Trompé Setsuled (setsuled) wrote,
Trompé Setsuled
setsuled

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Making It "on Your Face, on Your Feet, or on Your . . ."



A great musical is usually distinguished by a lively and unpredictable relationship between the content and themes of the story with the music. This is the case with 1944's Cover Girl which, among other things, introduced audiences to the brilliant choreography of Gene Kelly. It's also a musical of uncommon complexity of character and is thoroughly delightful.

The setup doesn't sound remarkable to those familiar with the musicals of the 1930s--a guy and his girl (Gene Kelly and Rita Hayworth) run a small time Brooklyn night club with musical shows, Hayworth being the feature act until she wins a contest for the cover of Vanity's 50th anniversary issue and she's forced to choose between big time success and the people she loves.



One of the nice things about this movie is that there aren't really any villains. Even some of the great musicals of the 1930s had a two dimensional villain or two. Here, the rival for Hayworth's affections, a big time Broadway producer, actually comes off as a guy with insight and sensitivity, guessing when Hayworth asks to borrow his car that she wants a last look at Brooklyn before deciding to marry him and he lets her go. The editor in chief of Vanity instigates the trouble in the story, but he's a man motivated by having lost the love of Hayworth's grandmother, also played by Hayworth in flashback, and the movie has several musical numbers with Hayworth in Edwardian attire.



The costumes in this movie are gorgeous.

The open handedness of the film's ostensive villains helps lend depth to the film's primary theme of allowing loved ones to make their own decisions, even if it means parting. Phil Silvers is in the film as a comic performer in Kelly and Hayworth's little club and with them forms a trio of old, good friends established especially well with one of Kelly's choreographed sequences, reminiscent of the scenes Kelly would share with Debbie Reynolds and Donald O'Connor eight years later in Singin' in the Rain.



When Silvers sees Hayworth has received a telegram from Vanity, he leadingly asks her if she really wants to go that route and when she solemnly shakes her head, he tears up the telegram and throws it down the stairs. After he and Kelly are alone, though, Kelly's upset with him and asks him why he couldn't "let her tear up her own telegram."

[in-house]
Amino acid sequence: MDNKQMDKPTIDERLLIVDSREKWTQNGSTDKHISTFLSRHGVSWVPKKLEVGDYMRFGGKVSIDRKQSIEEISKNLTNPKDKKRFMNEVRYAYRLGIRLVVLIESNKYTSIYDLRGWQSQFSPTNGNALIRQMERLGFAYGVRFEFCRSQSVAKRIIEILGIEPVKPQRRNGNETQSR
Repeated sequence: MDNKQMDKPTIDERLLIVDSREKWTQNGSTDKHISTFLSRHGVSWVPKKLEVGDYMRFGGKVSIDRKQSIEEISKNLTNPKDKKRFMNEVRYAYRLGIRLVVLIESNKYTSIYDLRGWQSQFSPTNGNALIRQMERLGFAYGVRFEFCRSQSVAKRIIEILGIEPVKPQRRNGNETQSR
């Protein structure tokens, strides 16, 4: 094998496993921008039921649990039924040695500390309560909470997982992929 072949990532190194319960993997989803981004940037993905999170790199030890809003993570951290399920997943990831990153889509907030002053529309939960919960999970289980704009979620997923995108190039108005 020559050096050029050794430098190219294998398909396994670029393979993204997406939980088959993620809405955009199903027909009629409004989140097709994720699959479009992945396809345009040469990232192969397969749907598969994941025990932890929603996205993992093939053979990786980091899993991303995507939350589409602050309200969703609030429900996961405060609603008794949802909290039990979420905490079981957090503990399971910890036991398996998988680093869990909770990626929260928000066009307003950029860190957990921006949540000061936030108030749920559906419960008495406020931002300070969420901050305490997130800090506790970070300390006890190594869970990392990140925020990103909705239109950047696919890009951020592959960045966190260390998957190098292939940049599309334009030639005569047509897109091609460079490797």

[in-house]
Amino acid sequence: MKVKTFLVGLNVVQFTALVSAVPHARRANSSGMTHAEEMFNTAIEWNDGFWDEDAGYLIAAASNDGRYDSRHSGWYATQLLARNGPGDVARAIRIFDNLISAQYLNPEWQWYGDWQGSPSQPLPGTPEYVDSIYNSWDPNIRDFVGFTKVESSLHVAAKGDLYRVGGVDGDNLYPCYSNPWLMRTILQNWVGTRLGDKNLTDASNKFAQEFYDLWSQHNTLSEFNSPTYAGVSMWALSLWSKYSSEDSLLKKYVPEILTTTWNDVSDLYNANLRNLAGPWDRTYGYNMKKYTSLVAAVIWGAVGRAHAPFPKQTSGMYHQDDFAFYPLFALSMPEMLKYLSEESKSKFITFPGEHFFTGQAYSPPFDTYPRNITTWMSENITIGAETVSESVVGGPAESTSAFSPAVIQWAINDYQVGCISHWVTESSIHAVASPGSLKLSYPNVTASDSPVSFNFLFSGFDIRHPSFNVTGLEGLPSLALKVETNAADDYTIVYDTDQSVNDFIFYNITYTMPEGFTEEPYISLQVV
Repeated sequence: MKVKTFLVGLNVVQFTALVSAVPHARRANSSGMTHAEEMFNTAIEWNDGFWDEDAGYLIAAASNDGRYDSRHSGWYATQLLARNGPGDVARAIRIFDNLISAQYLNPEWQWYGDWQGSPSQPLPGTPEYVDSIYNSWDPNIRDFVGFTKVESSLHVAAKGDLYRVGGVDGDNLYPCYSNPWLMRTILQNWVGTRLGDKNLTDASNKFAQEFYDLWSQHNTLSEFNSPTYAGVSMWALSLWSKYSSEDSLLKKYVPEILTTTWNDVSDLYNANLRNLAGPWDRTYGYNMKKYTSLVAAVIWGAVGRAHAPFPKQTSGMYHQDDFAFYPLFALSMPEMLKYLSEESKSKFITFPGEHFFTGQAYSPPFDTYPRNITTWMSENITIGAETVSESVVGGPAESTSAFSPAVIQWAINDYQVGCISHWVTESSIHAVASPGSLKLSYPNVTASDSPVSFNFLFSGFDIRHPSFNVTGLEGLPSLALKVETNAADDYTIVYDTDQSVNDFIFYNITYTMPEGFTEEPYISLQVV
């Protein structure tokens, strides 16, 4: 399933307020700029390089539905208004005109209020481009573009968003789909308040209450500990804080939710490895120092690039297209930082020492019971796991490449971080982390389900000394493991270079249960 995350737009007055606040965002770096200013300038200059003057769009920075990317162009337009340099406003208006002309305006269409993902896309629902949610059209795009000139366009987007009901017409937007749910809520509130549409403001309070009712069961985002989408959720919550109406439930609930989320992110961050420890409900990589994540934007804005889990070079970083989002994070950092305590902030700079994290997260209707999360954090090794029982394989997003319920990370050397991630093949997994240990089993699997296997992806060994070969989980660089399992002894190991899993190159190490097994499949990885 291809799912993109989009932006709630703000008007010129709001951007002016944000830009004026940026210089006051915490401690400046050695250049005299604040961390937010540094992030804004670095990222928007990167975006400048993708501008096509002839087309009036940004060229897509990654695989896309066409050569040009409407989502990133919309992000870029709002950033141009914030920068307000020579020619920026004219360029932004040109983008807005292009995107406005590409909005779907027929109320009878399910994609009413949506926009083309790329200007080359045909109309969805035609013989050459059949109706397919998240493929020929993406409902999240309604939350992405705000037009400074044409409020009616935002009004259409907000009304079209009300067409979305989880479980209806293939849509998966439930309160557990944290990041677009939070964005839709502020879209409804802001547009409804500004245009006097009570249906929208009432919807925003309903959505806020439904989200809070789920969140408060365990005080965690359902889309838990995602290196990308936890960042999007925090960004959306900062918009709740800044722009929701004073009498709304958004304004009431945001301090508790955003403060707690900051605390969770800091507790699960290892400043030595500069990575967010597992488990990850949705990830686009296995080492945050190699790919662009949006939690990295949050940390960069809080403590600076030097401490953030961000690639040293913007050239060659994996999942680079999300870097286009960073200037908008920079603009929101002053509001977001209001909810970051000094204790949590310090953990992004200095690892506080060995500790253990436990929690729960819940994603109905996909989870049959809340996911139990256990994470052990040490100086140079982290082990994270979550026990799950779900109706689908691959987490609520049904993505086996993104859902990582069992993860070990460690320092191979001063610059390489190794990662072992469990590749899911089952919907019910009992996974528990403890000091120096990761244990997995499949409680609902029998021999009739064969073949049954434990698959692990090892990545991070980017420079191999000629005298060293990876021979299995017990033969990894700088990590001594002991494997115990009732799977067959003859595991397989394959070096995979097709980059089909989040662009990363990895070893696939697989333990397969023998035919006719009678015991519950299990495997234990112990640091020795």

Kelly plays a character who from the beginning is deeply convinced of allowing the woman he loves the freedom to make her own decisions. When the Broadway producer asks about buying out Hayworth's contract, Kelly says there is no contract and he wouldn't stop her from doing what she wanted, "even if she had signed a piece of paper. But you don't understand something like that, do you?" He doesn't, but again, he's not a tyrant. One gets the impression the Broadway producer is simply accustomed to a world where the necessity of paperwork goes without question.



The choreography for the dance sequences in this film is unmistakably Kelly's, despite the fact that he wasn't credited as choreographer. It has his rare aptitude for making something so carefully constructed seem like stream of consciousness, a direct view of the characters' psyche. The crowning achievement in the film's dance scenes is one Kelly has with footage of himself.



It recalls Fred Astaire dancing with his silhouettes in Swing Time but here it is more evocative of the character's struggle as it reflects Kelly's questioning whether his love for Hayworth means he should try to force her to stay with him or if he should let her go. He's in conflict with his deeply held principle.

The movie was originally conceived as a vehicle for Rita Hayworth and although she is wonderful, and an incredible dancer, she's actually the closest thing the film has to a flaw. I've yet to see her really connect with a role as well as she did in Gilda and here it's obvious her character needed to be played by someone with more warmth, like Ginger Rogers or maybe Judy Garland. There's something kind of reptilian about Hayworth--she always seems a little psychotic. This contributes to how magnificently dirty Gilda feels. Also, it would have been nice if the leading actress could have sung for herself instead of being dubbed over.



But she is beautiful and an undeniably talented dancer. The music in the movie is by Jerome Kern with lyrics by Ira Gershwin and all the songs work very well. This movie really succeeds in just about every way.




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Tags: charles vidor, gene kelly, ira gershwin, jerome kern, movies, musicals, phil silvers, rita hayworth
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